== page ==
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Author's profile photo Maria Teresa McGinn

Everything About Corporate Learning Is Changing—Even Your Content

It used to be that on-the-job learning was a simple as attending a two-day course, receiving a certificate proving that you were there, and returning to your desk to conduct business as usual. Long gone are those days. Executives now expect to see tangible performance results as soon as your learning program is complete. They don’t care if you have a pretty piece of paper that shows you took the class—they want to know that your newly developed skills will help make the business more competitive.

No matter your employer’s approach to corporate learning, content is the core of any organizational learning program. Without content, we cannot learn. It’s true—content is king. Everyone wants it and needs it. And everyone thinks they can create it.

But here is the million-dollar question corporate learning professionals are asking themselves:

How do you know if you are curating and delivering

the best learning content out there

to create a highly knowledgeable and productive workforce?

The only way you can answer this question is to know where corporate learning is heading and what employees and stakeholders expect. Make sure you check out our Workforce of the Future Hub and Learning Webcast page for deeper insights into the future of work.  For now, here are three ways the (r)evolution of corporate learning has changed the rules for learning content now and for years to come:

1. Learning content is born from experience

Employees with deep expertise on a critical subject matter are being asked to take responsibility for sharing their experiences and lesson learned. In fact, research by Bersin by Deloitte, Deloitte LLP, discovered that creating a learning culture where employees willingly share skills and knowledge is quickly becoming one of the most important and strategic pathways to business success [David Mallon, “High-impact learning culture: The 40 best practices for creating an empowered enterprise,” Bersin & Associates, June 2010]. Companies are experimenting with methods that enable employees to share what they learn on the job—and they are getting positive results.

In turn, corporate learning specialists are no longer generators and archivists of content—instead, they are now curators and facilitators of the total learning experience. By trying out different ways to deliver employee-authored content, subject-matter experts can feel more at ease with sharing their brain power on demand in a social forum that is simple and not time-consuming.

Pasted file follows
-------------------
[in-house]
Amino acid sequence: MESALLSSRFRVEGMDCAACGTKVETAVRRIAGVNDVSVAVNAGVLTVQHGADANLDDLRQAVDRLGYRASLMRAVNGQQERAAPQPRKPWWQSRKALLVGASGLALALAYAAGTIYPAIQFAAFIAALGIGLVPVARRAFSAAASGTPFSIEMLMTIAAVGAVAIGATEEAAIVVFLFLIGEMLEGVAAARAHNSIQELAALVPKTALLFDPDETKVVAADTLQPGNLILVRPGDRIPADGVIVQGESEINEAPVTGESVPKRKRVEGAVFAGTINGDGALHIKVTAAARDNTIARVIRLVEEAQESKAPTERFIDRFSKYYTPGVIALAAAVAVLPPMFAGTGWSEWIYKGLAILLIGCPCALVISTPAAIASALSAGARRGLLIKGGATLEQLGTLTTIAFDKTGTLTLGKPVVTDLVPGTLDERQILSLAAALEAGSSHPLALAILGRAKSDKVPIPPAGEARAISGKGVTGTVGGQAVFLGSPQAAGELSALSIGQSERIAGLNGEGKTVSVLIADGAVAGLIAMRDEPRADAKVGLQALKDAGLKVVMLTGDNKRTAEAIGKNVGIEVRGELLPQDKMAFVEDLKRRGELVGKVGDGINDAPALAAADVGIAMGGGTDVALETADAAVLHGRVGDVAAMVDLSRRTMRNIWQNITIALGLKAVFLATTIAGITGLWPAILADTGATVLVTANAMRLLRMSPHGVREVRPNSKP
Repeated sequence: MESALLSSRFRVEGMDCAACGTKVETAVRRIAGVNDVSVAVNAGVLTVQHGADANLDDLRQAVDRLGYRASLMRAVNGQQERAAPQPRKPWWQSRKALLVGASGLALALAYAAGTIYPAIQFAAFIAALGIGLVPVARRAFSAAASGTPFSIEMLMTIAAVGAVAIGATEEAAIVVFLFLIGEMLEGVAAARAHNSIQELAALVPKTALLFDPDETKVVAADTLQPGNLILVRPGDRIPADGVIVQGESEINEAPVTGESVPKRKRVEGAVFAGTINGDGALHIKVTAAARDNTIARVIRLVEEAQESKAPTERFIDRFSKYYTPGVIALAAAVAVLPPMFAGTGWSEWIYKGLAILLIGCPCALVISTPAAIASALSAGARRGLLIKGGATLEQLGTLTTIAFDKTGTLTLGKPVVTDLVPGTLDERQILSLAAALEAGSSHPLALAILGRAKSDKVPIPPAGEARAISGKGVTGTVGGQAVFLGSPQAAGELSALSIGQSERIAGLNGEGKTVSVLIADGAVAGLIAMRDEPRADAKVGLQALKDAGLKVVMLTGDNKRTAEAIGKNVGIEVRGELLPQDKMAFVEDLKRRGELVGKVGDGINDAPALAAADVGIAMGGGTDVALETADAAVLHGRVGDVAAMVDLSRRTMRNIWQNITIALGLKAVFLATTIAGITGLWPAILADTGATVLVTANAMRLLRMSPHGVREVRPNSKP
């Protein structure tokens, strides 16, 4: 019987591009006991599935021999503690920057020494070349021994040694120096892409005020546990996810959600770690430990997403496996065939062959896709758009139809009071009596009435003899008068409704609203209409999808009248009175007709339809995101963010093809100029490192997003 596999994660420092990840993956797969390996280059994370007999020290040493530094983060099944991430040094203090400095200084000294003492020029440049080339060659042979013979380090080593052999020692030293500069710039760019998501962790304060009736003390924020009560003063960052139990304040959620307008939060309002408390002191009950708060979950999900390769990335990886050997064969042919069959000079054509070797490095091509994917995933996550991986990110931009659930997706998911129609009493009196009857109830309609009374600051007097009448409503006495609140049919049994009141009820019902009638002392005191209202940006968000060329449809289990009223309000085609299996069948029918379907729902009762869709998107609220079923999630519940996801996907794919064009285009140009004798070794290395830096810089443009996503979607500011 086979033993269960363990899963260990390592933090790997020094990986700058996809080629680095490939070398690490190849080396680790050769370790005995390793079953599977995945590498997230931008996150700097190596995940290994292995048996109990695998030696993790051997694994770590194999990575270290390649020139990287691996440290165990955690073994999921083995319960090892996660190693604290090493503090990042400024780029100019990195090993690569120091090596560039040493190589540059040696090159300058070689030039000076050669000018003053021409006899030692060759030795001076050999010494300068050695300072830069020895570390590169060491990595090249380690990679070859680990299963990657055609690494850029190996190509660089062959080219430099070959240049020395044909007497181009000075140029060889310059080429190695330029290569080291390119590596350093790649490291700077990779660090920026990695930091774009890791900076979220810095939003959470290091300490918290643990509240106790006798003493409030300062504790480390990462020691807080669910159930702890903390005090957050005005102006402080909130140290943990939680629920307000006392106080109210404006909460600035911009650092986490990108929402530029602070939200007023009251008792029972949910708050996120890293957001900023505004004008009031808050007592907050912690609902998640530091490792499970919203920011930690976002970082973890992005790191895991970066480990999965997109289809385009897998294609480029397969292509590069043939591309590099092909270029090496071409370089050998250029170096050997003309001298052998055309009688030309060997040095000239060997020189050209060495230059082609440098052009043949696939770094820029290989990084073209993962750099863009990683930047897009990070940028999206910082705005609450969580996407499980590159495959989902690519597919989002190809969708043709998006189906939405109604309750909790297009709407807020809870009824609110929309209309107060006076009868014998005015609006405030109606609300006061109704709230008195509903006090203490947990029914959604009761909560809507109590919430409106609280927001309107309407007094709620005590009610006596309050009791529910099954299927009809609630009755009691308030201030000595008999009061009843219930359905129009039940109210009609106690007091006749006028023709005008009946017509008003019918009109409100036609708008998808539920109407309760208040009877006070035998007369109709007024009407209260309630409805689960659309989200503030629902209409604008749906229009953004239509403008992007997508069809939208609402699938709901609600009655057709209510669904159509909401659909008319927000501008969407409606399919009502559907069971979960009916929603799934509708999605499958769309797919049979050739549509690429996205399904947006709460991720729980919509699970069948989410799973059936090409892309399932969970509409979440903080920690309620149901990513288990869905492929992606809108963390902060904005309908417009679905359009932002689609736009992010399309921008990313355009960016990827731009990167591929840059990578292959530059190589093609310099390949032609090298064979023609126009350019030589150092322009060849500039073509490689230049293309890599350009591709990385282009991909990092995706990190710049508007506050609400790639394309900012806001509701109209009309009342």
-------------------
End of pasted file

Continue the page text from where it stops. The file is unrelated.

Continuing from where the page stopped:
2.  Learning can happen anytime and anywhere—and so should the content

In the age of top-down learning, content took the form of traditional “one to many” presentations. Now that we are entering the world of bottom-up learning, content is taking shape in the form of massive open online courses (MOOCs), gamification, and mobile apps. As we continue to grow more and more connected to our digital experiences, learners—especially younger Gen X’ers, millennials, and the up-and-coming Generation Z—expect to participate in online social learning communities that provide the same user experience as the mobile apps we love using in our daily lives.

In addition to being clear and entertaining, learning content now needs to be accessible in a variety of channels 24×7. But beware, it’s not as simple as posting a presentation and pushing it out on every device your employees access on a daily basis. The way people obtain and use content is very different in each channel. By understanding how content builds on each other and how each learner uses each channel, you can objectively decide which format(s) to use to deliver your content.

3.  Delivery of learning content must be flexible

The key is knowing how to reuse learning content and reformat it in a manner that helps ensure the best information is available through the right channels. This is where flexibility is critical. For example, in more traditional top-down learning scenarios, structured content works best. But for bottom-up learning, you may need content that is more fluid. And if your corporate learning applies a hybrid of top-down and bottom-up, you better be sure both content types are used and marry to each other so that your overall program provides a seamless, coordinated, and comprehensive learning experience.

The content also needs to be housed in a single location. Companies should invest in integrating all learning content and tools into one easy-to-use interface. This enables corporate learning managers to effectively match employees to the most appropriate content and make it available on each employee’s terms. But more importantly, this approach drives a business culture of continuous learning and knowledge sharing.

As corporate learning evolves, so does content. But don’t worry technology is keeping up with the times. Are you?

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